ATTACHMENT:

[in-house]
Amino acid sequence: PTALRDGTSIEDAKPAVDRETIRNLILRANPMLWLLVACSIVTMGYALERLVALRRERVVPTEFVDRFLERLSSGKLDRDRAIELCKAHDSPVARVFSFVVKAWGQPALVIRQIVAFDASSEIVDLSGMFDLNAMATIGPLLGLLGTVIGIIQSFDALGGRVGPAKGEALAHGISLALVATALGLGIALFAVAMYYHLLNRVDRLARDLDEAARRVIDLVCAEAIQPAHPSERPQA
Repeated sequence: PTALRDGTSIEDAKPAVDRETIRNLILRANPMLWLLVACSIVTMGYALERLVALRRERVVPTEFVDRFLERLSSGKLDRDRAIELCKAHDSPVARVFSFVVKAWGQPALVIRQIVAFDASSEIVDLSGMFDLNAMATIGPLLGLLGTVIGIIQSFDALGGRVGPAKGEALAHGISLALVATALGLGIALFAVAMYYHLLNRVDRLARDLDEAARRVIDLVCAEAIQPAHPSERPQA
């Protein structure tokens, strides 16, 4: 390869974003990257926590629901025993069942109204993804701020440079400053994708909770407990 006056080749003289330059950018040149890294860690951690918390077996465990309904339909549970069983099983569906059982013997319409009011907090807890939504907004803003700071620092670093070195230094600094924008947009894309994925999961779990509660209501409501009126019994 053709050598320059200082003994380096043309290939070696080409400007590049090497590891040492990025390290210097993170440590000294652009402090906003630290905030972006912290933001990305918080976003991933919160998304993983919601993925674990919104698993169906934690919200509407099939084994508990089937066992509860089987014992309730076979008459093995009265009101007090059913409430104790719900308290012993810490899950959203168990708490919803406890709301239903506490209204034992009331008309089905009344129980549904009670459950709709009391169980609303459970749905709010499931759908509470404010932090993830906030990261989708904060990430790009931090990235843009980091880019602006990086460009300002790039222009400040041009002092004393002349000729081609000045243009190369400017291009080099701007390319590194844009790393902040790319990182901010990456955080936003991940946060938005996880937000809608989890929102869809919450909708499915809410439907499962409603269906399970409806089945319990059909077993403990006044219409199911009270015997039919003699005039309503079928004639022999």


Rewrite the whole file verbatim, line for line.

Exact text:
[in-house]
Amino acid sequence: PTALRDGTSIEDAKPAVDRETIRNLILRANPMLWLLVACSIVTMGYALERLVALRRERVVPTEFVDRFLERLSSGKLDRDRAIELCKAHDSPVARVFSFVVKAWGQPALVIRQIVAFDASSEIVDLSGMFDLNAMATIGPLLGLLGTVIGIIQSFDALGGRVGPAKGEALAHGISLALVATALGLGIALFAVAMYYHLLNRVDRLARDLDEAARRVIDLVCAEAIQPAHPSERPQA
Repeated sequence: PTALRDGTSIEDAKPAVDRETIRNLILRANPMLWLLVACSIVTMGYALERLVALRRERVVPTEFVDRFLERLSSGKLDRDRAIELCKAHDSPVARVFSFVVKAWGQPALVIRQIVAFDASSEIVDLSGMFDLNAMATIGPLLGLLGTVIGIIQSFDALGGRVGPAKGEALAHGISLALVATALGLGIALFAVAMYYHLLNRVDRLARDLDEAARRVIDLVCAEAIQPAHPSERPQA
């Protein structure tokens, strides 16, 4: 390869974003990257926590629901025993069942109204993804701020440079400053994708909770407990 006056080749003289330059950018040149890294860690951690918390077996465990309904339909549970069983099983569906059982013997319409009011907090807890939504907004803003700071620092670093070195230094600094924008947009894309994925999961779990509660209501409501009126019994 053709050598320059200082003994380096043309290939070696080409400007590049090497590891040492990025390290210097993170440590000294652009402090906003630290905030972006912290933001990305918080976003991933919160998304993983919601993925674990919104698993169906934690919200509407099939084994508990089937066992509860089987014992309730076979008459093995009265009101007090059913409430104790719900308290012993810490899950959203168990708490919803406890709301239903506490209204034992009331008309089905009344129980549904009670459950709709009391169980609303459970749905709010499931759908509470404010932090993830906030990261989708904060990430790009931090990235843009980091880019602006990086460009300002790039222009400040041009002092004393002349000729081609000045243009190369400017291009080099701007390319590194844009790393902040790319990182901010990456955080936003991940946060938005996880937000809608989890929102869809919450909708499915809410439907499962409603269906399970409806089945319990059909077993403990006044219409199911009270015997039919003699005039309503079928004639022999």